Meaning 1 hour of passive learning to 1 hour of active learning. You want to keep it about equal or about the same.
Later on this could really change drastically. I think once you’re into your career and you’re really just in the thick of it I think that ratio could be 4 hours of active learning versus 1 hour of passive learning.
But again it really depends on where you’re at. As you grow in your career it can swing way back to the 2 hours of passive versus 1 hour active.
This could be the case when maybe you’re making a big push to learn a framework that just came out or whatever.
Just keep in mind that there is a sweet spot. And you want to find it for yourself.
The second learning strategy is really important as well and that is to apply spacing to your learning. A good example of this is when you want to learn a new concept in programming.
Let’s say you’re learning c-sharp and you want to learn about dependency injection. So, you go on Pluralsight which is a fantastic site to get extended learning once you’re in your career.
And you’re learning dependency injection and there’s like a 5 to 7 hours course and you want to just cram it all today.
However, the course is designed to take 7 hours learning it. Or maybe over the course it could be 8 or 10 hours.
But instead of taking a few breaks, you just want to cram it all today because you want to get dependency injection gentleman check mark.
However, what the studies have shown is that, instead of cramming it all in one day, it’s better to take that 7 hour course and spread it out over time.
So, if you take that course and spread it out 1 hour over each day, you’re more likely to retain this information.
And part of the reason why I think that this occurs is because when you’re cramming it all in one day it seems like you’re making momentum.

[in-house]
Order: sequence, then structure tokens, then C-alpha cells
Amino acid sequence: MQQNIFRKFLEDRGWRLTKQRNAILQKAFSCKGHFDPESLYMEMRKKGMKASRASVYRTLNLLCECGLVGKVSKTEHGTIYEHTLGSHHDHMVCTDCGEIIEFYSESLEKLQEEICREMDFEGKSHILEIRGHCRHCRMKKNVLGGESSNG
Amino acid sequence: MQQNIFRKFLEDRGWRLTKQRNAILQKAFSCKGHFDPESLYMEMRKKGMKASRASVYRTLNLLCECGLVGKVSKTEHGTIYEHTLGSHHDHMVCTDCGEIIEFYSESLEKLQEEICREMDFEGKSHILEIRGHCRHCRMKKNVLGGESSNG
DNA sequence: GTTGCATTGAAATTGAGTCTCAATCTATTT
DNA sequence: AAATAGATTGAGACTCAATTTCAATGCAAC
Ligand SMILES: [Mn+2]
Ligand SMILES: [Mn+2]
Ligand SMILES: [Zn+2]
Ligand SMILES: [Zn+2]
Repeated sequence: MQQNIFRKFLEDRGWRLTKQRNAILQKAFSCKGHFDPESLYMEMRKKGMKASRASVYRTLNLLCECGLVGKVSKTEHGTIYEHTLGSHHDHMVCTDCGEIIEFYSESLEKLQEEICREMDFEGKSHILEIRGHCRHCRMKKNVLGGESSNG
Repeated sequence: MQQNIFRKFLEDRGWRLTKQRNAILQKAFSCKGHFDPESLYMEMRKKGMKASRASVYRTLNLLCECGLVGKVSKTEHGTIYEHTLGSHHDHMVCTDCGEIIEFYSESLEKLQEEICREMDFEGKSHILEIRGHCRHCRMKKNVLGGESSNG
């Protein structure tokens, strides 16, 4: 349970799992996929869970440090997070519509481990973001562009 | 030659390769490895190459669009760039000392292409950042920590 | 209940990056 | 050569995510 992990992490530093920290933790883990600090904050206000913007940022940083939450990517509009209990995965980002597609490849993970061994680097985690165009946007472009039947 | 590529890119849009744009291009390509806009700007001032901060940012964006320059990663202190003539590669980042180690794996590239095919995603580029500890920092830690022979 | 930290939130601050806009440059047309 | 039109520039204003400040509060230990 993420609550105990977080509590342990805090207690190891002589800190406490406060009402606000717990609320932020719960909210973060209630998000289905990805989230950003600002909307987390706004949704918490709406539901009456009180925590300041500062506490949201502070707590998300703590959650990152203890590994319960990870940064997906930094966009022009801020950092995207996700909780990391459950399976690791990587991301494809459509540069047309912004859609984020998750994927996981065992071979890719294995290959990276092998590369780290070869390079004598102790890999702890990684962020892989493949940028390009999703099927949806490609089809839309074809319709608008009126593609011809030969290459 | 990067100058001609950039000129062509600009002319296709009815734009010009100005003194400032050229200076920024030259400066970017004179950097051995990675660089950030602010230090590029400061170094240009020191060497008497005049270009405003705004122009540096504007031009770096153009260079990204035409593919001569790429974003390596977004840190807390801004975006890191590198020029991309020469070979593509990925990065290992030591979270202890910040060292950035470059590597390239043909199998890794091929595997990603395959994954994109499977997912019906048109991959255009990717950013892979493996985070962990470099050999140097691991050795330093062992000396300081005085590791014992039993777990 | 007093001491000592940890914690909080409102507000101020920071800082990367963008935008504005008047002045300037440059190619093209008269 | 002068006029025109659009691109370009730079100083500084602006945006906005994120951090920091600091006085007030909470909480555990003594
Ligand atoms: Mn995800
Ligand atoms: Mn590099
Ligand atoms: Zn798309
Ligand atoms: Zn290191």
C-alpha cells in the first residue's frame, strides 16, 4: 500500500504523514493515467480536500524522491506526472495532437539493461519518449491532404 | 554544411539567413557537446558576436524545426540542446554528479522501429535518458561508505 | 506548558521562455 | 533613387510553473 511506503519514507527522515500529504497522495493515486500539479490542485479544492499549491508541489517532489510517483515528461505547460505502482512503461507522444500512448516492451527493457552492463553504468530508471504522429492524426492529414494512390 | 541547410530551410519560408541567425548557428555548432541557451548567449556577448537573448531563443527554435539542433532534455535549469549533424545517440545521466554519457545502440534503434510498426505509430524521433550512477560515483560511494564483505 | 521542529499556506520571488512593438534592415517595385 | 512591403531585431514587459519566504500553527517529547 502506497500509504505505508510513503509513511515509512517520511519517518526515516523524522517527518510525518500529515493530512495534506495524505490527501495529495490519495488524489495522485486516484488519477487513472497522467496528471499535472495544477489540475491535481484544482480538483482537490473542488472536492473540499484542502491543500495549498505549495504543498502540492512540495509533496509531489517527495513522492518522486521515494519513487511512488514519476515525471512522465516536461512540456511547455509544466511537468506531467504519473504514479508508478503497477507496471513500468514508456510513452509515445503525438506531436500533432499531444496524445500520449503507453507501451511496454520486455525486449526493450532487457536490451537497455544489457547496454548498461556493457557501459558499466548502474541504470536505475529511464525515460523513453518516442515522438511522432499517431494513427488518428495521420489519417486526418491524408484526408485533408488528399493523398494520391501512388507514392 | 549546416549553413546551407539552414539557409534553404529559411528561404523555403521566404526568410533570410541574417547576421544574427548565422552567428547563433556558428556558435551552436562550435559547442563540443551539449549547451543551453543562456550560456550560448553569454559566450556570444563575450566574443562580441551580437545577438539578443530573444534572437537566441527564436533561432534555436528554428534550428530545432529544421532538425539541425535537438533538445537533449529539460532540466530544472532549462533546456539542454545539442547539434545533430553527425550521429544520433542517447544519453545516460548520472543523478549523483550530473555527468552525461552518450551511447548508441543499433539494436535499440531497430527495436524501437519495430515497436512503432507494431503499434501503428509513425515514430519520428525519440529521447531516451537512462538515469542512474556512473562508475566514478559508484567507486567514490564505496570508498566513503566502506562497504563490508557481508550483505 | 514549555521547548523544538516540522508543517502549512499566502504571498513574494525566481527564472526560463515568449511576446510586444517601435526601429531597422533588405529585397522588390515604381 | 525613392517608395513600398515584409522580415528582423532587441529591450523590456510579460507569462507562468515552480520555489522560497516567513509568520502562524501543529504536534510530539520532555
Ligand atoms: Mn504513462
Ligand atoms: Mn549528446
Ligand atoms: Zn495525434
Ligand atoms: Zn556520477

But the actual truth is that when you have spread this out over time is that you’re going to be revisiting this each and every day.
And even more importantly you’re going to be forgetting knowledge each and every day.
So, day 1 you get this momentum built by covering basic principles of dependency injection and you’re also taking as 8 hour break to sleep and eat.
Or just doing whatever you have to do and then you’re coming back to the next day and you realize you may have forgotten something.
So, you have to sort of remember things and that forces your brain to put certain things in long term memory.
At least that’s the theory but I found that to be true as well.
So, the number one rule here is to avoiding cramming whenever possible but really try to space things out over time.
The third learning strategy that I cannot recommend enough is teaching concepts or re-explaining concepts that you’ve just learned.
So, if you’re knee-deep in learning some concepts right now and you think you got it down. The best way to really test your knowledge is to write a blog post about it.
And explain what you just learned in detail or even writing a journal entry.
If you’re in that sort of group you could sort of explain what you’re learning and get honest feedback on your understanding of the concept.
This is because when you have to formulate an idea, you learn so much more.
And I definitely learned this way myself now that I’m mentoring and coaching people to become software developers and start their career.